So many of the sidearms used by belligerents on both sides of World War 2 (WWII) are now, if not household names, famous among gun enthusiasts and WWII history buffs. The Colt 1911, Browning Hi-Power, Webley revolver, Luger P08, and Walther P38 are just a few examples. However, the war also hosted a variety of excellent sidearms that have been given less publicity. In many cases, far less publicity than they deserve. If you happen to be browsing anywhere that features guns for sale, keep an eye out for these lesser-known handguns from World War 2.
The French SACM 1935A is chambered for the obsolete 765mm Longue cartridge, which is a major reason for its relative obscurity. This innovative, accurate, sturdy, and frankly elegant pistol, designed by Swiss-born Charles Petter, won French military trials to become the sidearm of the French military. Petter’s design thoroughly impressed Swiss arms maker Schweizerische Industrie Gesellschaft, now better known as SIG Sauer. It so impressed them, in fact, they bought the design and used it as the template for the SIG Sauer P210—a widely well-reviewed firearm.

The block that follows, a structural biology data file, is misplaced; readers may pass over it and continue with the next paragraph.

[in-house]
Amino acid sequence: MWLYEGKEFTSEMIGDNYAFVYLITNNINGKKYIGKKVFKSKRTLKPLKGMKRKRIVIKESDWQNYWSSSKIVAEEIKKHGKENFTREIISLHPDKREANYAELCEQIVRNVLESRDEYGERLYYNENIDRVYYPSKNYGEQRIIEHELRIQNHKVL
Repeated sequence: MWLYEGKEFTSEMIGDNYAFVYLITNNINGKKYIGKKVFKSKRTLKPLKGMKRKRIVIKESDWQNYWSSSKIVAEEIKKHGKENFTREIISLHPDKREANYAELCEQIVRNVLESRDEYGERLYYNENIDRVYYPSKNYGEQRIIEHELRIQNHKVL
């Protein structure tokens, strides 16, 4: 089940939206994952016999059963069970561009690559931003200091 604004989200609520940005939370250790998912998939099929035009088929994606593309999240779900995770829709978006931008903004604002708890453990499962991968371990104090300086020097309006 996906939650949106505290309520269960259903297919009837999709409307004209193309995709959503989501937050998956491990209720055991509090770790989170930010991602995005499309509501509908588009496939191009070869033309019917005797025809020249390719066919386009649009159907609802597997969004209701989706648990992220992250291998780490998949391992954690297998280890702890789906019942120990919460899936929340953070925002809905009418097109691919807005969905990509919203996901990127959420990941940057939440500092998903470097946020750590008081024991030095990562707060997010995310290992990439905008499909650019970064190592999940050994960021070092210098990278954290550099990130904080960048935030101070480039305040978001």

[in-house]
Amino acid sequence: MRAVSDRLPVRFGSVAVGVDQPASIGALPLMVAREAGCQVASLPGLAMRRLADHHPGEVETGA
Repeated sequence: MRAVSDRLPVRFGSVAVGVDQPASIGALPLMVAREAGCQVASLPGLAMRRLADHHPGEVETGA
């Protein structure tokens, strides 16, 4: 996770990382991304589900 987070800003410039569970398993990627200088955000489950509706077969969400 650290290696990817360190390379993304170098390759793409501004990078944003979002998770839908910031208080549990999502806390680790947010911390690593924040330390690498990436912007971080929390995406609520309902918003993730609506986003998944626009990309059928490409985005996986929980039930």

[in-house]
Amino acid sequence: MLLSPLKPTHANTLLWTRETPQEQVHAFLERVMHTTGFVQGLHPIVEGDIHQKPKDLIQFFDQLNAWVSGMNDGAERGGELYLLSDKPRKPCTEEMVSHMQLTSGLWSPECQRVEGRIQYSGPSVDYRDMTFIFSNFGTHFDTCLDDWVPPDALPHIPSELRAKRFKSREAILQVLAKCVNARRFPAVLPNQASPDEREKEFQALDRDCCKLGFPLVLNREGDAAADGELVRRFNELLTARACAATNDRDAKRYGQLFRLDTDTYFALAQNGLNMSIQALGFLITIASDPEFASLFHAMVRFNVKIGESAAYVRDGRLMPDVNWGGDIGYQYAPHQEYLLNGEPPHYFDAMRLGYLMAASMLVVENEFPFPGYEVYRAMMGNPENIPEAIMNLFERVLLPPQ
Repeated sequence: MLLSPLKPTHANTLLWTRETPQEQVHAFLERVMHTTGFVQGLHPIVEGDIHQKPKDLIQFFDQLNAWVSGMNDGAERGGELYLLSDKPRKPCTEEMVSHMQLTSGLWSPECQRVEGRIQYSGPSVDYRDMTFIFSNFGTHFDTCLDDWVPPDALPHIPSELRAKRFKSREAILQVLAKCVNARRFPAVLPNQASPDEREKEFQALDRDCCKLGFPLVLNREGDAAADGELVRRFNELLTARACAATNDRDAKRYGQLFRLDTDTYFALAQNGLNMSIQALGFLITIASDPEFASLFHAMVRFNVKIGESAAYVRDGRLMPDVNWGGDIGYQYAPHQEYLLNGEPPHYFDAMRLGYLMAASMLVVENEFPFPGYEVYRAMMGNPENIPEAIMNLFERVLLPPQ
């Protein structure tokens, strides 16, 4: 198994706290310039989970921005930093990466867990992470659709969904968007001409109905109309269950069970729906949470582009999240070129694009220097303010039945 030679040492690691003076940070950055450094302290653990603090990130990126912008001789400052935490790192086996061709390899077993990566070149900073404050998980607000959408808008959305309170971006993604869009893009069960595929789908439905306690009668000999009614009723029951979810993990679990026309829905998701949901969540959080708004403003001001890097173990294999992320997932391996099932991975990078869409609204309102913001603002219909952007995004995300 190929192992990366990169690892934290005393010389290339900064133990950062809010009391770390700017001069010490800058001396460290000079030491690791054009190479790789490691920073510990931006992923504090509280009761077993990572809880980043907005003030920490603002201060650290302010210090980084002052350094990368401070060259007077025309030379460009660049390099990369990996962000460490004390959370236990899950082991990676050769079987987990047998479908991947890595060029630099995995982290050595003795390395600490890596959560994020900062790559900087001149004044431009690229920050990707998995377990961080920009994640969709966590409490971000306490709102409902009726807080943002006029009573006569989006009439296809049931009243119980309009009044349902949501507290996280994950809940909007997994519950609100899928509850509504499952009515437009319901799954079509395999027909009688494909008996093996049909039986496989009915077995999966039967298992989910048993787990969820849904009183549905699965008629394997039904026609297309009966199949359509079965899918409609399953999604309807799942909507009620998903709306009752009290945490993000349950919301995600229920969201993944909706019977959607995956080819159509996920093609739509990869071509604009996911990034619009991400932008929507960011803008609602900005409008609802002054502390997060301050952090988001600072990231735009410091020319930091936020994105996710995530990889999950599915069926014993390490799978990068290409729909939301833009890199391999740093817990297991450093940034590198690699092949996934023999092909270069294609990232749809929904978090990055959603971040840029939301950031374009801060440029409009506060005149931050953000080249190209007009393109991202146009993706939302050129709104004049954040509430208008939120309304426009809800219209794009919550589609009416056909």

Were you to say “FN Herstal and Browning collaboration from WWII” to a gun or history buff, they would probably respond “Browning Hi-Power.” They would be right to do so, but they might not have considered the FN Model 1922 (aka FN Model 1910/22). The FN Model 1910 was incredibly popular on the civilian market across Europe due to its reliability and exceptional quality. The FN Model 1922 was a wartime variant that featured a lengthened barrel and longer grip to accommodate more ammunition in the magazine. The gun worked so well that, like the SACM 1935A, it was used by both Allies and Axis powers in a variety of countries before and after the war and was even cloned by Japan.
If you were once again browsing for guns online and looked up the Radom Vis 35, you would likely immediately notice a couple of things. You would notice that the Vis 35 resembles the offspring of Browning Hi-Power and Colt 1911. You would then likely notice that they are highly valued by collectors. They are renowned for their construction and performance, but extremely difficult to find. Those familiar with the Vis 35 rate them highly enough. The super-cool art deco branding on the grips does not hurt either.
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